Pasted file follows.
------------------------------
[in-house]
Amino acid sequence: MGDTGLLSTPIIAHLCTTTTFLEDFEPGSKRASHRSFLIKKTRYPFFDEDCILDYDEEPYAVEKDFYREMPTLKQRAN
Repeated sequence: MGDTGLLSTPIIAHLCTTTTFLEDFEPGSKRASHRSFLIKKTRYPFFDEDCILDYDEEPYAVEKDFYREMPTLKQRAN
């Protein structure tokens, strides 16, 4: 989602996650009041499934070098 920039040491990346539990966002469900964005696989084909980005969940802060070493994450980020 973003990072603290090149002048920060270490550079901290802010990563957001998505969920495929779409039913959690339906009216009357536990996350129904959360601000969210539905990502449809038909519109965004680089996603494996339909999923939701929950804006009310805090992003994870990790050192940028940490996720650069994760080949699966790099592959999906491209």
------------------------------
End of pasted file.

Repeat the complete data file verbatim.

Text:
[in-house]
Amino acid sequence: MGDTGLLSTPIIAHLCTTTTFLEDFEPGSKRASHRSFLIKKTRYPFFDEDCILDYDEEPYAVEKDFYREMPTLKQRAN
Repeated sequence: MGDTGLLSTPIIAHLCTTTTFLEDFEPGSKRASHRSFLIKKTRYPFFDEDCILDYDEEPYAVEKDFYREMPTLKQRAN
């Protein structure tokens, strides 16, 4: 989602996650009041499934070098 920039040491990346539990966002469900964005696989084909980005969940802060070493994450980020 973003990072603290090149002048920060270490550079901290802010990563957001998505969920495929779409039913959690339906009216009357536990996350129904959360601000969210539905990502449809038909519109965004680089996603494996339909999923939701929950804006009310805090992003994870990790050192940028940490996720650069994760080949699966790099592959999906491209």